Happy Saturday to all of you taking the time to read this morning! For this month’s post, I decided to collaborate with my friend, Jaclyn, who has been mentioned in some of my other posts here and here.
We begin our reflection with this question from 1909, posed by a girl’s Phys. Ed. teacher:
“Who would suggest that the delicate, anaemic, hothouse plant type of girl, afraid of sun, wind, and rain, timid, nervous and clinging, … will make a better wife or mother than the strong, full-blooded, physically courageous woman, a companion for her husband on the golf links and a playmate with her children?” (Verbrugge 2002, 58).
The suggestion being that women who were physically fit would make for better wives and mothers. In other words, the purpose of a woman’s fitness was not necessarily to benefit herself, but rather, to benefit those around her. The statement came at a time when cultural values were shifting away from the image of delicate femininity to what was referred to as the “New Woman,” who was seen as active, modern, vibrant and wholesome (55).
Some might look at this and laugh. Sure, this was over a hundred years ago. But things have changed. Right?
We’re not so sure. In various chats over the last few months, we’ve noticed a staggering degree of negative comments and attitudes towards women who choose to pursue weightlifting. (Each activity receives its own negative commentary, but we’re going to stick to what we’re most familiar with.)
Jaclyn compiled a list of some of the highlights:
“Don’t get too fit”
“You’re not going to become one of those bodybuilder chicks, are you?”
“Don’t get too muscular though, you won’t look feminine anymore”
“You’re not going to be one of those chicks that looks like a man—that’s gross”
…and one of our all-time eye-rolling favourites: “Okay, but don’t get too bulky because men don’t like that.”
Tracy, while newer to weight training, has experienced some similar cautionary comments:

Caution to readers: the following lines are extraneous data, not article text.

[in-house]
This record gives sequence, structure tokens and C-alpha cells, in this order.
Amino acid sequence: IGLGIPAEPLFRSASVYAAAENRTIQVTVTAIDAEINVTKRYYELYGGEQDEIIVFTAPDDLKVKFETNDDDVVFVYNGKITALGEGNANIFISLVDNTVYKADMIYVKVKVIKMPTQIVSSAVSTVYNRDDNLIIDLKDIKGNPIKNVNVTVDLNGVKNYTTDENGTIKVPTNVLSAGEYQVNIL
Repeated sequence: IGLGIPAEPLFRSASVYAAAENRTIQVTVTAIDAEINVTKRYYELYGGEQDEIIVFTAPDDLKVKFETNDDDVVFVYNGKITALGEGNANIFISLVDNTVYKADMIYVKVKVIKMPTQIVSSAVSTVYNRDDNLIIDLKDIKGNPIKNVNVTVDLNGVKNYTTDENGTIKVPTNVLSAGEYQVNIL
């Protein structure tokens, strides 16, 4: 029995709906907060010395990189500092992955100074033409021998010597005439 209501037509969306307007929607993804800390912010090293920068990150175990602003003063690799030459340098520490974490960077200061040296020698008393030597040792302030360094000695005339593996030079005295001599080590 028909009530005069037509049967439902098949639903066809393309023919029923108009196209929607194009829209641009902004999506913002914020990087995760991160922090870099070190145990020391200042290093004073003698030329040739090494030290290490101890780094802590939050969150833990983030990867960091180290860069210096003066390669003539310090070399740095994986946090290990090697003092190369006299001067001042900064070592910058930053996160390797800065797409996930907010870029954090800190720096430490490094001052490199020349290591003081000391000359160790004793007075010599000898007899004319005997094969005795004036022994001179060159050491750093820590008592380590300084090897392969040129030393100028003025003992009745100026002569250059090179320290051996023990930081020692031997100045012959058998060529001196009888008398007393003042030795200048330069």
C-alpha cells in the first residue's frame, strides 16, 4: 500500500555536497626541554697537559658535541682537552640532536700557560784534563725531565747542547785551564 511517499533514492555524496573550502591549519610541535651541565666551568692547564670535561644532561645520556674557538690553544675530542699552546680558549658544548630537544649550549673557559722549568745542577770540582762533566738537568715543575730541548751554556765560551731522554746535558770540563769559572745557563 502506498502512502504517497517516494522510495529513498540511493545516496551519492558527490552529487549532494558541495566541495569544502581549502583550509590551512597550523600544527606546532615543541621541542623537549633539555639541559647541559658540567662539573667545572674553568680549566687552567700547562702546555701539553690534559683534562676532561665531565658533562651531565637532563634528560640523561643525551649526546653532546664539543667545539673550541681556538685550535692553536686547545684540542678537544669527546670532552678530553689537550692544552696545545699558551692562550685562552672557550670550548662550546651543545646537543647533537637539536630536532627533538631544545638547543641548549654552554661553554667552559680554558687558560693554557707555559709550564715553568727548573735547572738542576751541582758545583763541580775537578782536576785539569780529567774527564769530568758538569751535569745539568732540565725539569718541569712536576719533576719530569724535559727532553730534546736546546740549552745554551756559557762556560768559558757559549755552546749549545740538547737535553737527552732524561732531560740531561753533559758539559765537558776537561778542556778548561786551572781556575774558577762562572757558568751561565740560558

“Okay, but don’t work out too much.”
“Don’t get too jacked/ripped.”
“Don’t be that person.”
These comments not only come from a place of misinformation, but they perpetuate damaging assumptions about women and heteronormativity. We discussed the possibility of comments like this coming from a place of concern for health. But Jaclyn noted that these comments aren’t exactly along the (more concerned) lines of: “You’re not going to become one of those bodybuilder women, are you? …Because I hear that involves the use of drugs which can have a negative impact on your mood, fertility, and general health or because overtraining can cause physical/mental burnouts.” Nope.
For the most part, comments like these instead seem to implicitly “fit shame” (the flip side of fat shaming) or “police” individual behaviors that threaten societal ideas of what it is for a body to be feminine (i.e., slender, with only “feminine muscle” or femininely acceptable muscle.) See Sam’s recent post about the new popular aesthetic of a slender woman with a larger bum.
All of this not only perpetuates the damaging assumption that bodies are either feminine or masculine (and that this strict binary only allows for bodies that fit within a certain standard), but it reinforces the messages that women’s bodies are always bodies-for. In other words, women’s bodies are always bodies-for-other-people but never primarily for themselves. In the case of Jaclyn’s experience, she is (implicitly, though often explicitly) being told that her body is a body-for-men when people say things like “Okay, but don’t get too bulky, because men don’t like that”. This comment, which she frequently encounters, involves multiple problematic assumptions: first, that all men are only attracted to the stereotypically “feminine body”, second, that all men are only attracted to women, third, that her sexual orientation is straight. While we will not address these and other assumptions in this post, it is important to note the amount of troubling assumptions at play in the “bodies-for” message that women in fitness often encounter.
We didn’t even touch on assumptions around motherhood and aesthetics more broadly (i.e., What if she doesn’t want to be a mother? What if she wants to have large, bulky ?).
And certainly, while much has changed in women’s favour in the last century or so, there’s a lot that hasn’t changed. The prevailing comments in response to women’s fitness pursuits aren’t always explicitly about how this will affect her as a housewife, mother, or golf partner, but the fact is that we still encounter this “bodies-for” messaging everywhere. Looking ahead, we wonder how much things will change a hundred years from now. Hopefully, for the better.
Jaclyn is an aspiring fitness blogger, living in London completing her PhD in philosophy of neuroscience at the University of Western Ontario.
Tracy is a freelance writer living in Toronto and completing her PhD in political philosophy.